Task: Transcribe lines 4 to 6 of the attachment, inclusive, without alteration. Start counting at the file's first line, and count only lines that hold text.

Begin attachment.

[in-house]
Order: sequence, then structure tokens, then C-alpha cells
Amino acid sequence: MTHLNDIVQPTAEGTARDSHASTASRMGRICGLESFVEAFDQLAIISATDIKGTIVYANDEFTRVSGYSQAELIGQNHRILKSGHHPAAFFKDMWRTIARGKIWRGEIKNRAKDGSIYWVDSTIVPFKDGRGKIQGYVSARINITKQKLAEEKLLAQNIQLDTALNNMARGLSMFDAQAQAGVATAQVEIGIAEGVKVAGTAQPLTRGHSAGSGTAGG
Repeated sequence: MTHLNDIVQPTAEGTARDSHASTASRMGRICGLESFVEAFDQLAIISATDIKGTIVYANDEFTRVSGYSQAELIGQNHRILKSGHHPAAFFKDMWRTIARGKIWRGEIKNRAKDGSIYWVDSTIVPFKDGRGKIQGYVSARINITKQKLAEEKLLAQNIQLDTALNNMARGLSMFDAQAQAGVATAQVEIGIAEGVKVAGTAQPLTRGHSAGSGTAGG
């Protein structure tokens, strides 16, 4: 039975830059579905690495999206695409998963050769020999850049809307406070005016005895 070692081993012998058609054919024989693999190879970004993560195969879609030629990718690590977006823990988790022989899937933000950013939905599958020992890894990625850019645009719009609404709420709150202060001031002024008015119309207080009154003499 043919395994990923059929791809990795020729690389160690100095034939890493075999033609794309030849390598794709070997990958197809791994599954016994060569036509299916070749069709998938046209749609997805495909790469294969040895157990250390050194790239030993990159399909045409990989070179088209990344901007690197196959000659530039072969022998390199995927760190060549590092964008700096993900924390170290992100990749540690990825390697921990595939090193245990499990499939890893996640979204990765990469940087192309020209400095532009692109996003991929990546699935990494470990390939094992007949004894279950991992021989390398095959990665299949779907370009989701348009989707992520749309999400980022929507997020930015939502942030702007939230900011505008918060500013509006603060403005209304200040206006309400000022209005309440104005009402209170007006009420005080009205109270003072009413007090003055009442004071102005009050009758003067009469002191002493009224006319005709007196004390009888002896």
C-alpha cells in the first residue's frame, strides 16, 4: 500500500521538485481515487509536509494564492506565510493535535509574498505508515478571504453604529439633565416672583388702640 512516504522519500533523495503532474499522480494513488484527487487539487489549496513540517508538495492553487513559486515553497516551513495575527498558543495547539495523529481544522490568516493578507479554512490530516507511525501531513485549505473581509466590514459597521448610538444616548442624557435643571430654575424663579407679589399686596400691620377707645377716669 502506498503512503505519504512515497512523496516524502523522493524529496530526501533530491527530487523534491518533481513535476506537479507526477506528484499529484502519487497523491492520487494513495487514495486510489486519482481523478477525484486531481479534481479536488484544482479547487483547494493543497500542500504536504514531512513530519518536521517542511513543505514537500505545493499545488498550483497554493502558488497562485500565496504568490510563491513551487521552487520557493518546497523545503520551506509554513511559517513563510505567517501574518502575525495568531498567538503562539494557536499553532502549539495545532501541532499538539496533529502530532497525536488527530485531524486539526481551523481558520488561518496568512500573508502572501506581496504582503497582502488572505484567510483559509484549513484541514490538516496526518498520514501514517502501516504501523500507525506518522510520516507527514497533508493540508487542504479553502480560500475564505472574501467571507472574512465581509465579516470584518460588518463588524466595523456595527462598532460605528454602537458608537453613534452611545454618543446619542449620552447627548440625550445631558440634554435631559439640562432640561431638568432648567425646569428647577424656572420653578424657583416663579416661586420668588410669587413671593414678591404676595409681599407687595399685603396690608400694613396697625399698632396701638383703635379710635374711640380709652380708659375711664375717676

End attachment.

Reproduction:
Repeated sequence: MTHLNDIVQPTAEGTARDSHASTASRMGRICGLESFVEAFDQLAIISATDIKGTIVYANDEFTRVSGYSQAELIGQNHRILKSGHHPAAFFKDMWRTIARGKIWRGEIKNRAKDGSIYWVDSTIVPFKDGRGKIQGYVSARINITKQKLAEEKLLAQNIQLDTALNNMARGLSMFDAQAQAGVATAQVEIGIAEGVKVAGTAQPLTRGHSAGSGTAGG
């Protein structure tokens, strides 16, 4: 039975830059579905690495999206695409998963050769020999850049809307406070005016005895 070692081993012998058609054919024989693999190879970004993560195969879609030629990718690590977006823990988790022989899937933000950013939905599958020992890894990625850019645009719009609404709420709150202060001031002024008015119309207080009154003499 043919395994990923059929791809990795020729690389160690100095034939890493075999033609794309030849390598794709070997990958197809791994599954016994060569036509299916070749069709998938046209749609997805495909790469294969040895157990250390050194790239030993990159399909045409990989070179088209990344901007690197196959000659530039072969022998390199995927760190060549590092964008700096993900924390170290992100990749540690990825390697921990595939090193245990499990499939890893996640979204990765990469940087192309020209400095532009692109996003991929990546699935990494470990390939094992007949004894279950991992021989390398095959990665299949779907370009989701348009989707992520749309999400980022929507997020930015939502942030702007939230900011505008918060500013509006603060403005209304200040206006309400000022209005309440104005009402209170007006009420005080009205109270003072009413007090003055009442004071102005009050009758003067009469002191002493009224006319005709007196004390009888002896």
C-alpha cells in the first residue's frame, strides 16, 4: 500500500521538485481515487509536509494564492506565510493535535509574498505508515478571504453604529439633565416672583388702640 512516504522519500533523495503532474499522480494513488484527487487539487489549496513540517508538495492553487513559486515553497516551513495575527498558543495547539495523529481544522490568516493578507479554512490530516507511525501531513485549505473581509466590514459597521448610538444616548442624557435643571430654575424663579407679589399686596400691620377707645377716669 502506498503512503505519504512515497512523496516524502523522493524529496530526501533530491527530487523534491518533481513535476506537479507526477506528484499529484502519487497523491492520487494513495487514495486510489486519482481523478477525484486531481479534481479536488484544482479547487483547494493543497500542500504536504514531512513530519518536521517542511513543505514537500505545493499545488498550483497554493502558488497562485500565496504568490510563491513551487521552487520557493518546497523545503520551506509554513511559517513563510505567517501574518502575525495568531498567538503562539494557536499553532502549539495545532501541532499538539496533529502530532497525536488527530485531524486539526481551523481558520488561518496568512500573508502572501506581496504582503497582502488572505484567510483559509484549513484541514490538516496526518498520514501514517502501516504501523500507525506518522510520516507527514497533508493540508487542504479553502480560500475564505472574501467571507472574512465581509465579516470584518460588518463588524466595523456595527462598532460605528454602537458608537453613534452611545454618543446619542449620552447627548440625550445631558440634554435631559439640562432640561431638568432648567425646569428647577424656572420653578424657583416663579416661586420668588410669587413671593414678591404676595409681599407687595399685603396690608400694613396697625399698632396701638383703635379710635374711640380709652380708659375711664375717676